January 9, 2019 2:01 pm
Updated: January 9, 2019 5:37 pm

‘Significant weakness’ found in HRM’s property tax system: report

WATCH: A report by Halifax’s auditor general has found a “significant weakness” in the city’s property tax system, one that could lead to fraud or error. Jeremy Keefe has the latest.

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A report by the Halifax Regional Municipality’s auditor general has found a “significant weakness” in the city’s property tax system, one that could lead to fraud or error.

In the report released on Wednesday, Auditor General Evangeline Colman-Sadd found many employees had system access privileges that would allow them to change property assessment values, even though they do not need such access for their jobs.

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“Sixty per cent of the users had access that they should not have to the system, so that includes former HRM employees, it includes staff that have moved around within HRM, so perhaps someone who had worked and needed that access a period of time ago but no longer do,” Colman-Sadd said. “It also includes temporary staff whose access may not have been removed once they were done.”

READ MORE: Halifax could see tax increase as staff report recommends 2.9 per cent bump to property tax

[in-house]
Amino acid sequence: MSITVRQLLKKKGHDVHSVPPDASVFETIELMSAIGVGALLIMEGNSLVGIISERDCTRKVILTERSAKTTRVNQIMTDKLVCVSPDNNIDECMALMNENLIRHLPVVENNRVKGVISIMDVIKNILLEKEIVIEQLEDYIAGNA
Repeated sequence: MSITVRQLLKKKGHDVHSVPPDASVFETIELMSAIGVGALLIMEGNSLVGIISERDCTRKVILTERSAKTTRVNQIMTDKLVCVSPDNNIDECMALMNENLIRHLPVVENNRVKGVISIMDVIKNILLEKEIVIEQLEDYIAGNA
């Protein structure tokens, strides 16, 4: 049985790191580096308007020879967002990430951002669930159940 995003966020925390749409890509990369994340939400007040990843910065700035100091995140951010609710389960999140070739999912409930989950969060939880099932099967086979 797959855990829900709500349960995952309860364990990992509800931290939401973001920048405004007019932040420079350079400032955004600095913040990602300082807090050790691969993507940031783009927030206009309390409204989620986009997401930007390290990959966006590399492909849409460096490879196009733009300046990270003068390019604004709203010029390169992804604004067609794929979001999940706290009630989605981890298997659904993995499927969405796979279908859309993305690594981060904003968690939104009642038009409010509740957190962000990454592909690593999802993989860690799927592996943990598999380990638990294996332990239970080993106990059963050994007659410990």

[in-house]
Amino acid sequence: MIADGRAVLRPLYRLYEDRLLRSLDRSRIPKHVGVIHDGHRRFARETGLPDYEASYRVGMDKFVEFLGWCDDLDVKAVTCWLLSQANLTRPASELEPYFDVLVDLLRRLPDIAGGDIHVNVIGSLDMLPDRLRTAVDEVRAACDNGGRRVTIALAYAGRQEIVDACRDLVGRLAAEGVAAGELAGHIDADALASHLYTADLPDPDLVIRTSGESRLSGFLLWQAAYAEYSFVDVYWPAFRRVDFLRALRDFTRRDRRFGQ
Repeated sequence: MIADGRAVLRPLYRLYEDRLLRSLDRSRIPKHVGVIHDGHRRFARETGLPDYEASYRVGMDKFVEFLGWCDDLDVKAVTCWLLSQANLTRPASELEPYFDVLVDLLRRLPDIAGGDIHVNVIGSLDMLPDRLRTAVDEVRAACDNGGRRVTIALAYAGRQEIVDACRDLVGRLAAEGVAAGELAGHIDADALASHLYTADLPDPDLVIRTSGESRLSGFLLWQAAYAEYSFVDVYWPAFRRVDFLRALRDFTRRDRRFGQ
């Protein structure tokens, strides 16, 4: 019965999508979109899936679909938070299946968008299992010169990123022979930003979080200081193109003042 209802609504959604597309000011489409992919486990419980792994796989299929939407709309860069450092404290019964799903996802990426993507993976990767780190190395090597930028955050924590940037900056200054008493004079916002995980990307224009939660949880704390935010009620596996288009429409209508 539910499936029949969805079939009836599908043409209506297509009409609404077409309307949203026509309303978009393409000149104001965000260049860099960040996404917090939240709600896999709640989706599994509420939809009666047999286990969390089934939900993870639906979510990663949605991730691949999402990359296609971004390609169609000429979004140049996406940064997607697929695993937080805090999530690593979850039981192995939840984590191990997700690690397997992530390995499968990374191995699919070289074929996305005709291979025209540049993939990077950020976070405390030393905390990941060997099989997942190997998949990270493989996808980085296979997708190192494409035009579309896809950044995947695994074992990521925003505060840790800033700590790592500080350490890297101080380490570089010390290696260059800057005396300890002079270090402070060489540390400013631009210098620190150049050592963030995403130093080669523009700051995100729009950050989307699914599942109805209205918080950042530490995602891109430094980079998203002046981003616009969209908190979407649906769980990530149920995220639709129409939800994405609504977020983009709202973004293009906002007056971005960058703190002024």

The broad access makes fraud or error a viable risk, according to Colman-Sadd.

“There’s a risk the changes can be made inadvertently that are not intended. You don’t want anyone to have access to your system that does not need that access for their daily job,” she said.

The report states that the city is aware of the risks to the system and knows it needs a new one that is better suited to the administration of property taxes. However, the audit found there is no updated plan to replace the system.

“A new system should be robust enough to address the current issues. In the meantime, management should address weaknesses with the existing system to the extent possible,” said the auditor general in a statement.

WATCH: Halifax’s auditor general discusses latest report 

Referencing the report, Halifax councillor Steve Adams’ primary concern is with former employees’ ability to access and change property assessment values.

“Some of the employees are HRM employees that have gone to other departments. I’m not overly concerned about that because there’s still accountability,” Adams said. “But there’s some former employees, and I don’t know what terms they left. If they left on good terms there wouldn’t be a problem with that either, but with temporary employees or summer work or students, that’s disconcerting.”

READ MORE: Halifax Transit buses receive scheduled maintenance thousands of kilometres after due date, report

Management agreed to implement all five recommendations from the audit. When asked when, Adams replied, “If not sooner, as my mom would say.”

— With files from Jeremy Keefe 

© 2019 Global News, a division of Corus Entertainment Inc.

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